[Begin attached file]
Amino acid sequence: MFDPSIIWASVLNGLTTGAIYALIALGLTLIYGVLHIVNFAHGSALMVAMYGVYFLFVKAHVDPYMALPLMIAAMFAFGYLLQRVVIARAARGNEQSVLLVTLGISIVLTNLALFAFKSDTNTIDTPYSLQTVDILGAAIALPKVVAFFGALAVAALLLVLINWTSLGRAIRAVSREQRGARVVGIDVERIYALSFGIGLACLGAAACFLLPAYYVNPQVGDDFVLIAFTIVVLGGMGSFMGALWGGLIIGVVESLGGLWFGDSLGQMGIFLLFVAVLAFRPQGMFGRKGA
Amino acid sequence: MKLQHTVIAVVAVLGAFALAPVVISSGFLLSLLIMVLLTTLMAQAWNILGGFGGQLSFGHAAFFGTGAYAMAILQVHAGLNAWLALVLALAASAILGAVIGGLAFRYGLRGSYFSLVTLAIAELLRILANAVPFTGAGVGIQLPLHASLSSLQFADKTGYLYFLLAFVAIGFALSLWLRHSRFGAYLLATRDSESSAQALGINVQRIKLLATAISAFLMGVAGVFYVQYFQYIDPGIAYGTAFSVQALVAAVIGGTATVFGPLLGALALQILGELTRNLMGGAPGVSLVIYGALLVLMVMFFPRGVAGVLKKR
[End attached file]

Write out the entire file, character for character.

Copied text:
Amino acid sequence: MFDPSIIWASVLNGLTTGAIYALIALGLTLIYGVLHIVNFAHGSALMVAMYGVYFLFVKAHVDPYMALPLMIAAMFAFGYLLQRVVIARAARGNEQSVLLVTLGISIVLTNLALFAFKSDTNTIDTPYSLQTVDILGAAIALPKVVAFFGALAVAALLLVLINWTSLGRAIRAVSREQRGARVVGIDVERIYALSFGIGLACLGAAACFLLPAYYVNPQVGDDFVLIAFTIVVLGGMGSFMGALWGGLIIGVVESLGGLWFGDSLGQMGIFLLFVAVLAFRPQGMFGRKGA
Amino acid sequence: MKLQHTVIAVVAVLGAFALAPVVISSGFLLSLLIMVLLTTLMAQAWNILGGFGGQLSFGHAAFFGTGAYAMAILQVHAGLNAWLALVLALAASAILGAVIGGLAFRYGLRGSYFSLVTLAIAELLRILANAVPFTGAGVGIQLPLHASLSSLQFADKTGYLYFLLAFVAIGFALSLWLRHSRFGAYLLATRDSESSAQALGINVQRIKLLATAISAFLMGVAGVFYVQYFQYIDPGIAYGTAFSVQALVAAVIGGTATVFGPLLGALALQILGELTRNLMGGAPGVSLVIYGALLVLMVMFFPRGVAGVLKKR